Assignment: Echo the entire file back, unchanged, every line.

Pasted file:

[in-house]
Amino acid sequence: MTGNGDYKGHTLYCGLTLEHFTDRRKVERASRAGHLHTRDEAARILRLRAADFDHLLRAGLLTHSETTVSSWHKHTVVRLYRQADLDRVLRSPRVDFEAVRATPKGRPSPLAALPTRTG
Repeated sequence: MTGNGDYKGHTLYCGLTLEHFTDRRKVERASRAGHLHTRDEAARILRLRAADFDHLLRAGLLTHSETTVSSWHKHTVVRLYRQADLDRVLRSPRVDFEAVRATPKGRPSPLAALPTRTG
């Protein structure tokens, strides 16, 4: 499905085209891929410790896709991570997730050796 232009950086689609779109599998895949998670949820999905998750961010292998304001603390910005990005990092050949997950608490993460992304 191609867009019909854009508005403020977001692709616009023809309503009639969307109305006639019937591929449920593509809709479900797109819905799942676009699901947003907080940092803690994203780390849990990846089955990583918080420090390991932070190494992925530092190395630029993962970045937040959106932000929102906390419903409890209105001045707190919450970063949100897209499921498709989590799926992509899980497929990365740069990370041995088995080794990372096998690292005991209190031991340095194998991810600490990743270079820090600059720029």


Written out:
[in-house]
Amino acid sequence: MTGNGDYKGHTLYCGLTLEHFTDRRKVERASRAGHLHTRDEAARILRLRAADFDHLLRAGLLTHSETTVSSWHKHTVVRLYRQADLDRVLRSPRVDFEAVRATPKGRPSPLAALPTRTG
Repeated sequence: MTGNGDYKGHTLYCGLTLEHFTDRRKVERASRAGHLHTRDEAARILRLRAADFDHLLRAGLLTHSETTVSSWHKHTVVRLYRQADLDRVLRSPRVDFEAVRATPKGRPSPLAALPTRTG
């Protein structure tokens, strides 16, 4: 499905085209891929410790896709991570997730050796 232009950086689609779109599998895949998670949820999905998750961010292998304001603390910005990005990092050949997950608490993460992304 191609867009019909854009508005403020977001692709616009023809309503009639969307109305006639019937591929449920593509809709479900797109819905799942676009699901947003907080940092803690994203780390849990990846089955990583918080420090390991932070190494992925530092190395630029993962970045937040959106932000929102906390419903409890209105001045707190919450970063949100897209499921498709989590799926992509899980497929990365740069990370041995088995080794990372096998690292005991209190031991340095194998991810600490990743270079820090600059720029």